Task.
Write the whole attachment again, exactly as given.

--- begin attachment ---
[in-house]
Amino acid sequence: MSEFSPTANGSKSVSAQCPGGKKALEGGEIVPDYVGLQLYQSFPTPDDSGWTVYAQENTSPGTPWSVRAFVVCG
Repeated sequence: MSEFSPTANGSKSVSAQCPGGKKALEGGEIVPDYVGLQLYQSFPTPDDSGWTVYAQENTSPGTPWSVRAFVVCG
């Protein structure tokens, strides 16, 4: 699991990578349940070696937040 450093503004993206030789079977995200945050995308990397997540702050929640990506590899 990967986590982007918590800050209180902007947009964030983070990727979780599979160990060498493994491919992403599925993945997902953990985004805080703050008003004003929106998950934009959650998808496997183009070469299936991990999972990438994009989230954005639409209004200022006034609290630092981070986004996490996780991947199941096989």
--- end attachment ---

[in-house]
Amino acid sequence: MSEFSPTANGSKSVSAQCPGGKKALEGGEIVPDYVGLQLYQSFPTPDDSGWTVYAQENTSPGTPWSVRAFVVCG
Repeated sequence: MSEFSPTANGSKSVSAQCPGGKKALEGGEIVPDYVGLQLYQSFPTPDDSGWTVYAQENTSPGTPWSVRAFVVCG
């Protein structure tokens, strides 16, 4: 699991990578349940070696937040 450093503004993206030789079977995200945050995308990397997540702050929640990506590899 990967986590982007918590800050209180902007947009964030983070990727979780599979160990060498493994491919992403599925993945997902953990985004805080703050008003004003929106998950934009959650998808496997183009070469299936991990999972990438994009989230954005639409209004200022006034609290630092981070986004996490996780991947199941096989």